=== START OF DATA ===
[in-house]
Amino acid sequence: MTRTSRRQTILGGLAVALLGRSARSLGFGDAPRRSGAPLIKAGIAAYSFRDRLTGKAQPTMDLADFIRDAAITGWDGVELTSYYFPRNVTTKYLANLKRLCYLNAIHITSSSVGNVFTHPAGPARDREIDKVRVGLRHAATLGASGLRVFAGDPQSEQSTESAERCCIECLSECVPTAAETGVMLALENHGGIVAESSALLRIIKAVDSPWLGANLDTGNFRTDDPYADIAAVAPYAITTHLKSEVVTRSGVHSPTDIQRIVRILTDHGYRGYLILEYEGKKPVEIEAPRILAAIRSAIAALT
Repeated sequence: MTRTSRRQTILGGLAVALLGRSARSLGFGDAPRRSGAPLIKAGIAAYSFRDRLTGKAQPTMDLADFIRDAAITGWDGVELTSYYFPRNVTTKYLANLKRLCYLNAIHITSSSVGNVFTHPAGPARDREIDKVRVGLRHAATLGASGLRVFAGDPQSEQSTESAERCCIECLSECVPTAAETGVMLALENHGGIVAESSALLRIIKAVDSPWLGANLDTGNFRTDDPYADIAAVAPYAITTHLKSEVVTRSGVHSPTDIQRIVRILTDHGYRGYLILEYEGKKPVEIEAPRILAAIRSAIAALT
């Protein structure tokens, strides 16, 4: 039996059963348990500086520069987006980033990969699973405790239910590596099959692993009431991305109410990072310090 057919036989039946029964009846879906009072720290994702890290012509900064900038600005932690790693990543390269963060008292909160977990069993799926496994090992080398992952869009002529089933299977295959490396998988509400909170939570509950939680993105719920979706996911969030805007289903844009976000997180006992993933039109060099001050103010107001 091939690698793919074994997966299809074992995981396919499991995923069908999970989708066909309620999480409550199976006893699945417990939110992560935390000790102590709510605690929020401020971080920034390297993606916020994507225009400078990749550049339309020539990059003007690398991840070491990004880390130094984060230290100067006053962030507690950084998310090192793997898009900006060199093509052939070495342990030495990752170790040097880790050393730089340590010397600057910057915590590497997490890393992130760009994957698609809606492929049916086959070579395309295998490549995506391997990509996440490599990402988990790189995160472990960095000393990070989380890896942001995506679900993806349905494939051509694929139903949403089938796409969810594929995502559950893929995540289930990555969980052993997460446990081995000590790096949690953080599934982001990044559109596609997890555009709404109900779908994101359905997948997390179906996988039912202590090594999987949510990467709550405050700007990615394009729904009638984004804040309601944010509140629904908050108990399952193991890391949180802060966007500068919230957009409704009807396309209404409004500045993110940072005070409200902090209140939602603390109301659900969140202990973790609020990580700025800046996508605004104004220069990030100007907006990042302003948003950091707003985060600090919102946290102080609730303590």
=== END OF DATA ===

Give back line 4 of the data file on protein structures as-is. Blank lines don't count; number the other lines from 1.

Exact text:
């Protein structure tokens, strides 16, 4: 039996059963348990500086520069987006980033990969699973405790239910590596099959692993009431991305109410990072310090 057919036989039946029964009846879906009072720290994702890290012509900064900038600005932690790693990543390269963060008292909160977990069993799926496994090992080398992952869009002529089933299977295959490396998988509400909170939570509950939680993105719920979706996911969030805007289903844009976000997180006992993933039109060099001050103010107001 091939690698793919074994997966299809074992995981396919499991995923069908999970989708066909309620999480409550199976006893699945417990939110992560935390000790102590709510605690929020401020971080920034390297993606916020994507225009400078990749550049339309020539990059003007690398991840070491990004880390130094984060230290100067006053962030507690950084998310090192793997898009900006060199093509052939070495342990030495990752170790040097880790050393730089340590010397600057910057915590590497997490890393992130760009994957698609809606492929049916086959070579395309295998490549995506391997990509996440490599990402988990790189995160472990960095000393990070989380890896942001995506679900993806349905494939051509694929139903949403089938796409969810594929995502559950893929995540289930990555969980052993997460446990081995000590790096949690953080599934982001990044559109596609997890555009709404109900779908994101359905997948997390179906996988039912202590090594999987949510990467709550405050700007990615394009729904009638984004804040309601944010509140629904908050108990399952193991890391949180802060966007500068919230957009409704009807396309209404409004500045993110940072005070409200902090209140939602603390109301659900969140202990973790609020990580700025800046996508605004104004220069990030100007907006990042302003948003950091707003985060600090919102946290102080609730303590």